NSX Distributed Firewall Sections and Rules via APIs

When you have to create multiple Distributed Firewall Rules, it could be very helpful to leverage NSX APIs.
It could be even more helpful to create different DFW Sections to logically separate different Tenants.

The maximum number of sections you can create under a single NSX Manager is 10,000.
The maximum number of Firewall Rules you can create per NSX Manager is 100,000.

vCloud Director 8.20, thanks to the new NSX integration, enables the configuration of Micro-Segmentation configuration on a per Tenant, per Organization Virtual DataCenter basis.
Distributed Firewall configuration is managed in the scope of every single vDC (note: DFW must be enabled on the vDC by a System Administrator).
In NSX Manager, a different Section is created for every vDC when Distributed Firewall has been enabled.

When you want to leverage the APIs to interact with the Distributed Firewall, you must obtain the Etag for the object you need to modify.
Etag stands for Entity tag and it is an identifier for a specific version of a resource. It’s used like a fingerprint to be sure that the representation of an object is not changed since the last interaction with it.

Following some examples of API interaction with DFW Sections.

  1. Firewall Section Creation
    POST https://NSX-MANAGER/api/4.0/firewall/globalroot-0/config/layer3sections –header ‘Content-Type:text/xml’Body
    <section name=”TestSection”>

    </section>

    The Response Header contains Etag and Location of the new object (the DFW Section) to be used for future changes.
    etag
    Location URL will be used when we’ll modify the created Section (rename it or create/modify Firewall rules under it).

  2. Firewall Section rename (optional, it will modify the Etag)
    PUT https://NSX-MANAGER/api/4.0/firewall/globalroot-0/config/layer3sections/1006 –header ‘Content-Type:text/xml’ –header ‘if-match:”1495902005576″
    if-match makes the API call conditional, it’s only considered valid if the Etag passed in the call is equal to the one cached on the Server if the object has not changed in the meantime.Body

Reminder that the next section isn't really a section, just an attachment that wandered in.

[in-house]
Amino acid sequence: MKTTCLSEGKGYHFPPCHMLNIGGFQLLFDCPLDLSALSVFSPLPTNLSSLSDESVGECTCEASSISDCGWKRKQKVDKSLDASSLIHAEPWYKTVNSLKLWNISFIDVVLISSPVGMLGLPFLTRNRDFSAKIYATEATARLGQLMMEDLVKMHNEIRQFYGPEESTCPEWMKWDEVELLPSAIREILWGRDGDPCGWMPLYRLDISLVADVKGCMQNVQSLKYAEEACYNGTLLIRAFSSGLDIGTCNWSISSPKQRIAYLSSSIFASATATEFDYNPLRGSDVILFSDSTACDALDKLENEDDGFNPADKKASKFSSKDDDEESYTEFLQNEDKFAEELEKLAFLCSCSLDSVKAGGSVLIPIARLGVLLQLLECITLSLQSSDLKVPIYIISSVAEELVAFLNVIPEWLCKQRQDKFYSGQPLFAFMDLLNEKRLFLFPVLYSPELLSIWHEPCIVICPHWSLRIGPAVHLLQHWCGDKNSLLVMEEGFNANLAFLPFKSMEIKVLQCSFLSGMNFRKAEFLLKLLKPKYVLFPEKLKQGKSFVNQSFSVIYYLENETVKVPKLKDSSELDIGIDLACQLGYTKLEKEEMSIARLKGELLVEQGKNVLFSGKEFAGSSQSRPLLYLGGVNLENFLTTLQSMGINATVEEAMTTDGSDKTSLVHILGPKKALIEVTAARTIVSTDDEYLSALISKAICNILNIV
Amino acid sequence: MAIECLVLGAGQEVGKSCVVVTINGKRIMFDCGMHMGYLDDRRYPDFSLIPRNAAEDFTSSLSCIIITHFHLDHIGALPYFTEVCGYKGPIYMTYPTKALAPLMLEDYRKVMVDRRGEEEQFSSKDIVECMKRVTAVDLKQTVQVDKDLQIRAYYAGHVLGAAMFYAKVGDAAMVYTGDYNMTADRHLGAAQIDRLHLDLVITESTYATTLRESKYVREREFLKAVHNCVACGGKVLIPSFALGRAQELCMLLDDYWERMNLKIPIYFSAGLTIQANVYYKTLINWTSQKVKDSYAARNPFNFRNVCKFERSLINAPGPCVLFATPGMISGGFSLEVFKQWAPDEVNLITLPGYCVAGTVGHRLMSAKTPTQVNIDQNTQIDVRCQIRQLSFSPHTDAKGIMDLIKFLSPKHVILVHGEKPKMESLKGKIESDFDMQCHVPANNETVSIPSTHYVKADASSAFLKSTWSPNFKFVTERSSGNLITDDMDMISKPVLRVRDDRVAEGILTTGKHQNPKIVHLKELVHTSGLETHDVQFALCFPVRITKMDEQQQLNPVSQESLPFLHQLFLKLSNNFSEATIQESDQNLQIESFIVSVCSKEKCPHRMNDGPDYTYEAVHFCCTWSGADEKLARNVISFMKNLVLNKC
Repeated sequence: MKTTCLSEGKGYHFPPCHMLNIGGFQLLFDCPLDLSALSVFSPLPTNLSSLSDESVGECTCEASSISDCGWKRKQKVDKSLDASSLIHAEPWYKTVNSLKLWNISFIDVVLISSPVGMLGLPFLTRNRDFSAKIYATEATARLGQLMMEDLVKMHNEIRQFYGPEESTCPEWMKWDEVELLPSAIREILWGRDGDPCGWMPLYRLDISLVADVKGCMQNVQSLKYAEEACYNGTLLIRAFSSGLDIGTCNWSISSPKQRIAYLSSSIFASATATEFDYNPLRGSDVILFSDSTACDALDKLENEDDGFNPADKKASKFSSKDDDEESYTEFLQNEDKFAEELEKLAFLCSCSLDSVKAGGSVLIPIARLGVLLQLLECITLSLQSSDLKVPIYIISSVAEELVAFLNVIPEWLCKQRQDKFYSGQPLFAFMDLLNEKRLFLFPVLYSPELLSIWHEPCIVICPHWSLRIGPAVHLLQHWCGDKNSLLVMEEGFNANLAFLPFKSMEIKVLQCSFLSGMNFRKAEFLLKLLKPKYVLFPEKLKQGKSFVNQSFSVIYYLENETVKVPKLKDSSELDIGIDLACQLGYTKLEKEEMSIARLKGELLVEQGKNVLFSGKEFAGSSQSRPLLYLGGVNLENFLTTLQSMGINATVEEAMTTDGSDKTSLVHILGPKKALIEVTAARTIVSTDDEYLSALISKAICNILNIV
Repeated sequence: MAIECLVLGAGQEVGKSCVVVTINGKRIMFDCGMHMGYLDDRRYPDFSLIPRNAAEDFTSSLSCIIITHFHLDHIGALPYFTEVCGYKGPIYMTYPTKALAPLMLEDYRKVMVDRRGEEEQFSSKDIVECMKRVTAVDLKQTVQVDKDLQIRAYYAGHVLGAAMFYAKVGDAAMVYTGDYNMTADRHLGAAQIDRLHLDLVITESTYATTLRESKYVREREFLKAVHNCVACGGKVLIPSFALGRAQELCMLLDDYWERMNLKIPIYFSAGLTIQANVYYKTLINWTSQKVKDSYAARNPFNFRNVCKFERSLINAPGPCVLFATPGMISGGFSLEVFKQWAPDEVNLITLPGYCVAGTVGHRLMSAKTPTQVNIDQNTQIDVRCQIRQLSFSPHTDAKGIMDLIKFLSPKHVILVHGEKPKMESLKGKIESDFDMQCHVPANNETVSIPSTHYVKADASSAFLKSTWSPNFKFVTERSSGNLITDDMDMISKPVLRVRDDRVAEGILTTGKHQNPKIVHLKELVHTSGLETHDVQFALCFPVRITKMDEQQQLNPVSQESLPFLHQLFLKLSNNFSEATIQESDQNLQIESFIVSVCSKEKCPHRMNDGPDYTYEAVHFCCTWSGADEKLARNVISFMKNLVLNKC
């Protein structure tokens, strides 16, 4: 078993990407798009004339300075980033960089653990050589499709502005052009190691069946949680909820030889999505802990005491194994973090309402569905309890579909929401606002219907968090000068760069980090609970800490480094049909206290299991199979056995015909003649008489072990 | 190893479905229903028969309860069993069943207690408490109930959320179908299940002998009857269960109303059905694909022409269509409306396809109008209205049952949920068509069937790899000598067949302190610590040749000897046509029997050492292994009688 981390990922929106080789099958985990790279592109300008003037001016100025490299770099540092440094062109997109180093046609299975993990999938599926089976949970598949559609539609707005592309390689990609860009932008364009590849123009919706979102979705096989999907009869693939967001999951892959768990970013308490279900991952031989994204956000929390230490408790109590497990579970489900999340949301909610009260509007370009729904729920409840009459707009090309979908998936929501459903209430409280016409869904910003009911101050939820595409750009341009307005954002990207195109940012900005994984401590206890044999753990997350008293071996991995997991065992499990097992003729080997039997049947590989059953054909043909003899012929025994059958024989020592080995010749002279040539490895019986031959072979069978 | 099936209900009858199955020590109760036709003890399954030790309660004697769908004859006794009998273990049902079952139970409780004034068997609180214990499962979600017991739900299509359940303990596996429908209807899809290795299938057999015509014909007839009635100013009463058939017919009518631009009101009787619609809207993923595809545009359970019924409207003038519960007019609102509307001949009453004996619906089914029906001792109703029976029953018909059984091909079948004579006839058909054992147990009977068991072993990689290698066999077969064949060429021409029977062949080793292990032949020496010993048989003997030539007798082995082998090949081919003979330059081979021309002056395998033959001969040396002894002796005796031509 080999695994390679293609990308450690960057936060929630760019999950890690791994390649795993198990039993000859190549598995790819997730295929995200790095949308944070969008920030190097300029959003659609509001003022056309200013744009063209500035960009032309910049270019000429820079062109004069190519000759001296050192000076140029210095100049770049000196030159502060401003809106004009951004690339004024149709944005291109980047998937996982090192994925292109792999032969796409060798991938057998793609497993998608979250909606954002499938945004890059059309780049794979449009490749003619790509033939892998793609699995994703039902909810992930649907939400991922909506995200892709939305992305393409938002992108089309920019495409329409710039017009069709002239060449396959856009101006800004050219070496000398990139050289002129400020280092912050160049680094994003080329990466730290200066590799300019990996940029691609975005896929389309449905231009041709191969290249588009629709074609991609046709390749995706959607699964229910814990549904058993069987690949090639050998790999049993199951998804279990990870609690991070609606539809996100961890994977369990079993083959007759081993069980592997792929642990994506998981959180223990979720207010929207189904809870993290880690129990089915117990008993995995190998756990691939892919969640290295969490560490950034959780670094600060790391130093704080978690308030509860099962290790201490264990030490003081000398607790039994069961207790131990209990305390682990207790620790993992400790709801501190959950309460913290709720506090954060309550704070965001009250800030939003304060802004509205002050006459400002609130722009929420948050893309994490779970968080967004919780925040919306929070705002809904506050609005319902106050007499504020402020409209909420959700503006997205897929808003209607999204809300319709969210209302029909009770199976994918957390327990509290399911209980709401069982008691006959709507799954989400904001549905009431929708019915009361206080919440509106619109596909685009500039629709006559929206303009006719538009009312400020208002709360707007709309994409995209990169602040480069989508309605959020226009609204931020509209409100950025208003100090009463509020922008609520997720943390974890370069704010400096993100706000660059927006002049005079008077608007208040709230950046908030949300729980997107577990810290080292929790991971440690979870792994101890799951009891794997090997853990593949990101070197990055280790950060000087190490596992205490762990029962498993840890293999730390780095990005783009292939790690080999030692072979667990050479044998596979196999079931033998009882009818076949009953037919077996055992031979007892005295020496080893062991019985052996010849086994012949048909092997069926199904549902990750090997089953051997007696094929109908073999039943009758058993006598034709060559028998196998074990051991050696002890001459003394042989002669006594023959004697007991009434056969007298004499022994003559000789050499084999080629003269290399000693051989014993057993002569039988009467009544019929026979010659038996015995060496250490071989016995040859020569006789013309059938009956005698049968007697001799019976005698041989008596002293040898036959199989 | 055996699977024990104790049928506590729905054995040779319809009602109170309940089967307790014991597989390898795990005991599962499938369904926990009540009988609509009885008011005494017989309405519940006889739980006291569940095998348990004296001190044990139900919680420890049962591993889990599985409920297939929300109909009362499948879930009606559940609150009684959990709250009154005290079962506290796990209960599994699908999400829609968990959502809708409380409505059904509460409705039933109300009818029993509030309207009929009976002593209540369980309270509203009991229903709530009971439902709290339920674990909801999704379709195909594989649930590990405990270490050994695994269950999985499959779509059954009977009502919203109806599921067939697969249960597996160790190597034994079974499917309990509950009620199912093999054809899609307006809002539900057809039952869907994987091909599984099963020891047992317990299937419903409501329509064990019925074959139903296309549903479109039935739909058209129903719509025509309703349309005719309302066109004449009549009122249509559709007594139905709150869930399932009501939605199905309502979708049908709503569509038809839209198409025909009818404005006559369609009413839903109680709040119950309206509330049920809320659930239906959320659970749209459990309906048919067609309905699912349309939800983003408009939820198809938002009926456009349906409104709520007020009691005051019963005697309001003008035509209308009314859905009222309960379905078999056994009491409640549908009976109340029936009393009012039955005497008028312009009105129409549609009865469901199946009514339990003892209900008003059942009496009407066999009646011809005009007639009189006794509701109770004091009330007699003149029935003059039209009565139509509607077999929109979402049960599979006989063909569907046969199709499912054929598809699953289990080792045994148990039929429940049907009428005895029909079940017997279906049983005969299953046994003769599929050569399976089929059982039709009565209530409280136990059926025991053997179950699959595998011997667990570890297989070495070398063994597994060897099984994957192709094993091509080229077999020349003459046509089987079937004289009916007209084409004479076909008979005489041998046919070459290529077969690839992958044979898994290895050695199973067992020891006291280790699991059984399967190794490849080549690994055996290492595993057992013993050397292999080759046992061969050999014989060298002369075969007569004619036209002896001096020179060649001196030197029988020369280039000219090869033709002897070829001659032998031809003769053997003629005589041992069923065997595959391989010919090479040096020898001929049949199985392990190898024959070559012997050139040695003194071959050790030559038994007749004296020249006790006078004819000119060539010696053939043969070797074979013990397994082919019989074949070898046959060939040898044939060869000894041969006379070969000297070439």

<section name=”TestSectionRenamed”>

    </section>

     

    Result: the previously created Section has been renamed to TestSectionRenamed.
    TestSectionRenamed
    The new Etag is in the Response Header.
    newEtag

  3. Creation of a new Firewall rule in the created Section
    POST https://NSX-MANAGER/api/4.0/firewall/globalroot-0/config/layer3sections/1006/rules –header ‘Content-Type:text/xml’ –header ‘if-match:”1495902401161″
    Remember to always use the last generated Etag.

    Body
    <rule disabled=”false” logged=”true”>
    <name>Test-Rule</name>
    <action>ALLOW</action>
    <sources excluded=”false”>
    <source>
    <value>10.112.1.1</value>
    <type>Ipv4Address</type>
    <isValid>true</isValid>
    </source>
    </sources>
    <services>
    <service>
    <destinationPort>80</destinationPort>
    <protocol>6</protocol>
    <subProtocol>6</subProtocol>
    </service>
    </services>
    </rule>

    In the Response Header you can find the Location of the new object (the Firewall Rule) and the new Etag to be used for future changes.
    Location

  4. Firewall Rule change
    GET https://NSX-MANAGER/api/4.0/firewall/globalroot-0/config/layer3sections/1006
    The Response Header contains the Etag to be used to modify the rule.
    If no changes happened since last change, it will be the same you can see in the screenshot at point 3).You can modify the DFW rule with the following call, using the object Location URL obtained before.
    PUT https://NSX-MANAGER/api/4.0/firewall/globalroot-0/config/layer3sections/1006/rules/1007 –header ‘Content-Type:text/xml’ –header ‘if-match:” 1495903193596″

    Body
    <rule disabled=”false” logged=”true”>

    <name>Test-Rule-Renamed</name>
    <action>allow</action>